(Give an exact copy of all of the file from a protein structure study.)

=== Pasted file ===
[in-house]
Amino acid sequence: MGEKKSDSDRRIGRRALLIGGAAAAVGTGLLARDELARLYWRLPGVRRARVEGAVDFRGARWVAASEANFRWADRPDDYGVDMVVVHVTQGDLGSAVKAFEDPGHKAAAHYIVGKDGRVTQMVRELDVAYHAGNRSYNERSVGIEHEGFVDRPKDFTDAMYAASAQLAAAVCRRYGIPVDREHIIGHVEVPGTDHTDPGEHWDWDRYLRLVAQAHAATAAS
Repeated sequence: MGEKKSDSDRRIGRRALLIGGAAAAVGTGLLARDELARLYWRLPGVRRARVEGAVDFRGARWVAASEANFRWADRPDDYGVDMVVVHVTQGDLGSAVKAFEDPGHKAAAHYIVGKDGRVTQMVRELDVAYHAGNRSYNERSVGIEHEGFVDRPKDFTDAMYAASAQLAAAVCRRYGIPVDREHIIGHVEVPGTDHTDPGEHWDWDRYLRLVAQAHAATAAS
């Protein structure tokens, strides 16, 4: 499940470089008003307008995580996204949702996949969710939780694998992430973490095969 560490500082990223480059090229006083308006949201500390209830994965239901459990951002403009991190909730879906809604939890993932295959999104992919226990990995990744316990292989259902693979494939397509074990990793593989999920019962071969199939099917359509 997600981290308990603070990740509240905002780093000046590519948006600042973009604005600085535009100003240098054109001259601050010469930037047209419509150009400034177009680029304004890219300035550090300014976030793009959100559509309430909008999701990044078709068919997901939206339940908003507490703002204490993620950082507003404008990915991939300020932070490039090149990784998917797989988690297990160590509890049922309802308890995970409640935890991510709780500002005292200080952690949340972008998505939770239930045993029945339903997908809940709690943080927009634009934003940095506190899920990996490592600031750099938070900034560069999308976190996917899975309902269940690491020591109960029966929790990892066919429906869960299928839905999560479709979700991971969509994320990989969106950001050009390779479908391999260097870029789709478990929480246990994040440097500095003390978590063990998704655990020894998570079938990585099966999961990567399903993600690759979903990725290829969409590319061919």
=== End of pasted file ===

[in-house]
Amino acid sequence: MGEKKSDSDRRIGRRALLIGGAAAAVGTGLLARDELARLYWRLPGVRRARVEGAVDFRGARWVAASEANFRWADRPDDYGVDMVVVHVTQGDLGSAVKAFEDPGHKAAAHYIVGKDGRVTQMVRELDVAYHAGNRSYNERSVGIEHEGFVDRPKDFTDAMYAASAQLAAAVCRRYGIPVDREHIIGHVEVPGTDHTDPGEHWDWDRYLRLVAQAHAATAAS
Repeated sequence: MGEKKSDSDRRIGRRALLIGGAAAAVGTGLLARDELARLYWRLPGVRRARVEGAVDFRGARWVAASEANFRWADRPDDYGVDMVVVHVTQGDLGSAVKAFEDPGHKAAAHYIVGKDGRVTQMVRELDVAYHAGNRSYNERSVGIEHEGFVDRPKDFTDAMYAASAQLAAAVCRRYGIPVDREHIIGHVEVPGTDHTDPGEHWDWDRYLRLVAQAHAATAAS
């Protein structure tokens, strides 16, 4: 499940470089008003307008995580996204949702996949969710939780694998992430973490095969 560490500082990223480059090229006083308006949201500390209830994965239901459990951002403009991190909730879906809604939890993932295959999104992919226990990995990744316990292989259902693979494939397509074990990793593989999920019962071969199939099917359509 997600981290308990603070990740509240905002780093000046590519948006600042973009604005600085535009100003240098054109001259601050010469930037047209419509150009400034177009680029304004890219300035550090300014976030793009959100559509309430909008999701990044078709068919997901939206339940908003507490703002204490993620950082507003404008990915991939300020932070490039090149990784998917797989988690297990160590509890049922309802308890995970409640935890991510709780500002005292200080952690949340972008998505939770239930045993029945339903997908809940709690943080927009634009934003940095506190899920990996490592600031750099938070900034560069999308976190996917899975309902269940690491020591109960029966929790990892066919429906869960299928839905999560479709979700991971969509994320990989969106950001050009390779479908391999260097870029789709478990929480246990994040440097500095003390978590063990998704655990020894998570079938990585099966999961990567399903993600690759979903990725290829969409590319061919």